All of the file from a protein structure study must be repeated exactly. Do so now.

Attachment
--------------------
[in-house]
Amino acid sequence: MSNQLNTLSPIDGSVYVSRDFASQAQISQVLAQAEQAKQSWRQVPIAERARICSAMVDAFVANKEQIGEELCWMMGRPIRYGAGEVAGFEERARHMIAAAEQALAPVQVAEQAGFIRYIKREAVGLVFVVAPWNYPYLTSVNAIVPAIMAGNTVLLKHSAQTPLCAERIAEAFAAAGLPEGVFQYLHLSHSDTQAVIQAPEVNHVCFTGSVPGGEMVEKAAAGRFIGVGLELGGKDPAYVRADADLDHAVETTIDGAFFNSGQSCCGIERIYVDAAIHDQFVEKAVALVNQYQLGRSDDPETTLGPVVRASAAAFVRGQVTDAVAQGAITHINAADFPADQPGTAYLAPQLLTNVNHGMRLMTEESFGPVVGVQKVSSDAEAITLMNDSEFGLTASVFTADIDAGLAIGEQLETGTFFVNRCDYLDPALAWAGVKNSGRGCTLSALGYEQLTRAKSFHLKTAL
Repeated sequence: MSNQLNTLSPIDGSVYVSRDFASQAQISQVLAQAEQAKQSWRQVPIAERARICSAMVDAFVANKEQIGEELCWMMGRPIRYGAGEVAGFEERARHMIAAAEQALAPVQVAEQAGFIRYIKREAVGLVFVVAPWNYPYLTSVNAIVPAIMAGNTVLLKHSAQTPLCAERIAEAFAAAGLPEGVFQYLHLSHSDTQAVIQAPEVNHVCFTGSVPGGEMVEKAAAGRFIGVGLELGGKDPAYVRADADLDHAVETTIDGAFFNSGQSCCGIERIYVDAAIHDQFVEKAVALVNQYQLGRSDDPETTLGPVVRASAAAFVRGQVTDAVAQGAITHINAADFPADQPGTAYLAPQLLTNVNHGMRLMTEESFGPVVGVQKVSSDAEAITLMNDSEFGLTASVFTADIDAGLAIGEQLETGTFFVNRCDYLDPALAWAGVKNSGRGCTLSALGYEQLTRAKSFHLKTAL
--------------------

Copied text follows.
[in-house]
Amino acid sequence: MSNQLNTLSPIDGSVYVSRDFASQAQISQVLAQAEQAKQSWRQVPIAERARICSAMVDAFVANKEQIGEELCWMMGRPIRYGAGEVAGFEERARHMIAAAEQALAPVQVAEQAGFIRYIKREAVGLVFVVAPWNYPYLTSVNAIVPAIMAGNTVLLKHSAQTPLCAERIAEAFAAAGLPEGVFQYLHLSHSDTQAVIQAPEVNHVCFTGSVPGGEMVEKAAAGRFIGVGLELGGKDPAYVRADADLDHAVETTIDGAFFNSGQSCCGIERIYVDAAIHDQFVEKAVALVNQYQLGRSDDPETTLGPVVRASAAAFVRGQVTDAVAQGAITHINAADFPADQPGTAYLAPQLLTNVNHGMRLMTEESFGPVVGVQKVSSDAEAITLMNDSEFGLTASVFTADIDAGLAIGEQLETGTFFVNRCDYLDPALAWAGVKNSGRGCTLSALGYEQLTRAKSFHLKTAL
Repeated sequence: MSNQLNTLSPIDGSVYVSRDFASQAQISQVLAQAEQAKQSWRQVPIAERARICSAMVDAFVANKEQIGEELCWMMGRPIRYGAGEVAGFEERARHMIAAAEQALAPVQVAEQAGFIRYIKREAVGLVFVVAPWNYPYLTSVNAIVPAIMAGNTVLLKHSAQTPLCAERIAEAFAAAGLPEGVFQYLHLSHSDTQAVIQAPEVNHVCFTGSVPGGEMVEKAAAGRFIGVGLELGGKDPAYVRADADLDHAVETTIDGAFFNSGQSCCGIERIYVDAAIHDQFVEKAVALVNQYQLGRSDDPETTLGPVVRASAAAFVRGQVTDAVAQGAITHINAADFPADQPGTAYLAPQLLTNVNHGMRLMTEESFGPVVGVQKVSSDAEAITLMNDSEFGLTASVFTADIDAGLAIGEQLETGTFFVNRCDYLDPALAWAGVKNSGRGCTLSALGYEQLTRAKSFHLKTAL